I haven’t blogged for a while. I’ve been a bit busy, with one thing or another. And tonight I’m supposed to be writing a book. But I just wanted to weigh in quickly on something that will interest possible three or four people who read this blog, but is bugging the hell out of me.
Now, there’s been a lot of comment on other blogs about the subject – quite a lot of it quite wrong (@Mashable: Moreover is owned by Verisign, not Viacom). My problem is not with the specifics of the case.
My problem is with the ridiculous – and growing – trend of companies using intellectual property lawsuits as an opening gambit in rights negotiations. We’ve seen the tactic used against Napster, we’ve seen it used against YouTube, we’ve seen it used against Google News and now we’re seeing it used against Moreover. Media rights owner panics about their inability to compete in the online world and decides a good way to make money is to get huge licence fees from aggregators. Media rights owner opens negotiations by suing for ridiculous damages. Aggregator is forced to negotiate on the back foot. Media rights owner gets more than they would in a more reasonable negotiation. Lawyers get rich.
My fear with Verisign is that – much like Google folded over Google News v Copiepresse because News isn’t their core business – Moreover isn’t core enough to Verisign’s security-focussed business to be worth defending too hard. The result: AP will get a relatively easy victory, and an increased licence fee. And the IP lawyers of the world will get even more encouragement to use litigation in place of negotiation.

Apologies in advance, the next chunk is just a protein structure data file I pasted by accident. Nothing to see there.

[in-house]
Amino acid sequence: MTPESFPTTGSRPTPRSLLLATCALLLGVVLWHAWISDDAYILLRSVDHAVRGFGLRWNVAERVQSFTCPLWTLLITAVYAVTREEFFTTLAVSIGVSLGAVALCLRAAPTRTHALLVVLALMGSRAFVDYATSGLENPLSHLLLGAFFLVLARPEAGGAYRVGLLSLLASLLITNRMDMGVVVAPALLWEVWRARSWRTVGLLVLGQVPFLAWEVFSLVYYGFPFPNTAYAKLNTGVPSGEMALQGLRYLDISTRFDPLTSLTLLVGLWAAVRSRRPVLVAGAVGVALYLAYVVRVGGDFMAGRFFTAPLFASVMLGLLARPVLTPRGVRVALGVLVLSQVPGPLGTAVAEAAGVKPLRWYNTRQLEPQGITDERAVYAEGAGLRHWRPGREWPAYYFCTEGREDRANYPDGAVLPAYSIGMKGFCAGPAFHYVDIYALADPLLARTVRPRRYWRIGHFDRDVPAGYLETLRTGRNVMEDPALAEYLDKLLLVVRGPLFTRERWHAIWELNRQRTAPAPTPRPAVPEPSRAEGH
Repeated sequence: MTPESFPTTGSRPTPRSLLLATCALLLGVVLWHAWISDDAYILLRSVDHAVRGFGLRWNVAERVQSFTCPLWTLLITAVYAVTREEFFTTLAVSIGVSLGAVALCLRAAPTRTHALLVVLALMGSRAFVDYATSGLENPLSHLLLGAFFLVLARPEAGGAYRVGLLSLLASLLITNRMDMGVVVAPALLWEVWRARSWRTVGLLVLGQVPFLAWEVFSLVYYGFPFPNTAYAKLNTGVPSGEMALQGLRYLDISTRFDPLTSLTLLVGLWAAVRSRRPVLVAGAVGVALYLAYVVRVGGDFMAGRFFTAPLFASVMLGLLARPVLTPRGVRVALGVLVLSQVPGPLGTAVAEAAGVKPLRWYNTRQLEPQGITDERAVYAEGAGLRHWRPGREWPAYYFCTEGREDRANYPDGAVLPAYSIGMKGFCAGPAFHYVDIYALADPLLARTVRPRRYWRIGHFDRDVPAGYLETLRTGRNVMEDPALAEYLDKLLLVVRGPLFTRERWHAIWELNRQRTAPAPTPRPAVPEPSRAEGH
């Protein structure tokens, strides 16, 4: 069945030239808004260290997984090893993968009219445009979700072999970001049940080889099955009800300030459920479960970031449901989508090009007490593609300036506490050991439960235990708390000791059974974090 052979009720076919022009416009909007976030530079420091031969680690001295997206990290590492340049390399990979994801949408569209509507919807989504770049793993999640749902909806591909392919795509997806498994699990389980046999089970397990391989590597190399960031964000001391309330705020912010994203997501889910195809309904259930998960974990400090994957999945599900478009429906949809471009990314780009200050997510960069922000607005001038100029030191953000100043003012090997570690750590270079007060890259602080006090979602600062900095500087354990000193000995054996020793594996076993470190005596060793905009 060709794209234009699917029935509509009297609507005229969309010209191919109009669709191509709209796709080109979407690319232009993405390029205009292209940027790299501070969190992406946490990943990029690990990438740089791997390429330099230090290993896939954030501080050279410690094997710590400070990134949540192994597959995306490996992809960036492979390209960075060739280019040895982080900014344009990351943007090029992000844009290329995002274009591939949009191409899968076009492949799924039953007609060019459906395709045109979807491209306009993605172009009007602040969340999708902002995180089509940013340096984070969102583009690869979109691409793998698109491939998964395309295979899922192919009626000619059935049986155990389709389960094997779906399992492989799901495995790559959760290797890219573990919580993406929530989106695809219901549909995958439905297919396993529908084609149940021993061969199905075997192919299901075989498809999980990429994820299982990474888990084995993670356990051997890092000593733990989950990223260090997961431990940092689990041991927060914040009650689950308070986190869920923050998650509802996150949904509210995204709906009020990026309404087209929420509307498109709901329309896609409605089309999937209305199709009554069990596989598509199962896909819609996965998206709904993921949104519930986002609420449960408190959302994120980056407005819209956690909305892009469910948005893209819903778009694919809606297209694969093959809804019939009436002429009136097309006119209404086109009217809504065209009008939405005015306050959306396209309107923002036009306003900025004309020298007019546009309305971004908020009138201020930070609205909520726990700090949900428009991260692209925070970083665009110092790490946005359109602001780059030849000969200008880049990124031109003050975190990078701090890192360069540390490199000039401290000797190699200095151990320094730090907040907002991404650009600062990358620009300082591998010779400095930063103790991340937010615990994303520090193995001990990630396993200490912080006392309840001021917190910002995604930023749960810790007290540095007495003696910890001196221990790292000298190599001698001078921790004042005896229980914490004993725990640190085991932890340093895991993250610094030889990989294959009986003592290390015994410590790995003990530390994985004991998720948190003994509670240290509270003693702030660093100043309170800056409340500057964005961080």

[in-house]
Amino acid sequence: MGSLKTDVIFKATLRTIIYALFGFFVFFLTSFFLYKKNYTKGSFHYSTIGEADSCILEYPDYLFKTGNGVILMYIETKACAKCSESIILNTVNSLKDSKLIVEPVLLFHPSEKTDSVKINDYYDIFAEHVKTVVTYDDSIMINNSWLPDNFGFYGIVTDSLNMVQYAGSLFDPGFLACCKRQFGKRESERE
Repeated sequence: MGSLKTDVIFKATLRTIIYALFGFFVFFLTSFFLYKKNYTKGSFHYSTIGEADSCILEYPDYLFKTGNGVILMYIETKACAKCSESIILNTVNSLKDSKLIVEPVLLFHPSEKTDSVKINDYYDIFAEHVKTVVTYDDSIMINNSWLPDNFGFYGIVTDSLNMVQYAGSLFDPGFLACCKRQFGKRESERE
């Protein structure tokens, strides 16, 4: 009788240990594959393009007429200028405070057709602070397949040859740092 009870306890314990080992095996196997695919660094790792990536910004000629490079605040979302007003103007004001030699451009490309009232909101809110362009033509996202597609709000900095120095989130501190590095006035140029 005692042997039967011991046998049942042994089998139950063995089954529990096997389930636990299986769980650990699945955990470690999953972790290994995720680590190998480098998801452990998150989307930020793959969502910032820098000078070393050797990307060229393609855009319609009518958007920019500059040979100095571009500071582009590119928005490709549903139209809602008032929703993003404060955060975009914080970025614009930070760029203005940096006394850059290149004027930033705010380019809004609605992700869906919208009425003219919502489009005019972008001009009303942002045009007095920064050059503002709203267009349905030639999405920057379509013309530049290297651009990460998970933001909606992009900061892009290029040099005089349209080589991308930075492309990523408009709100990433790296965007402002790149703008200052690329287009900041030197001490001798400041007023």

Given Verisign’s lack of enthusiasm for Moreover, here’s what I’d love to see happen. I’d love to see an entrepreneurial – and synergistic (yuck) – white knight come along and offer to buy Moreover from Verisign right now, law suit and all, with a promise to fight AP’s nuisance suit tooth and nail.
Verisign would get some money for Moreover, and wouldn’t have to worry about a pesky legal action distracting them from their core business. The entrepreneur would get a really valuable service (I’m a huge fan of Moreover) at a knock-down price – and would immediately become a hero to those of us in the industry who believe in finding new solutions to new challenges, and now calling in the lawyers at the first sign of disruption. You can’t buy that kind of publicity.
I’d be prepared to bet my hat that the case would be settled anyway (at a cost far less than the discount received from Verisign) and that all parties would find a new licence agreement they’re happy with.
Win. Win. Win.
So will someone step up to the plate? Do we have entrepreneurs with money *and* balls in this country?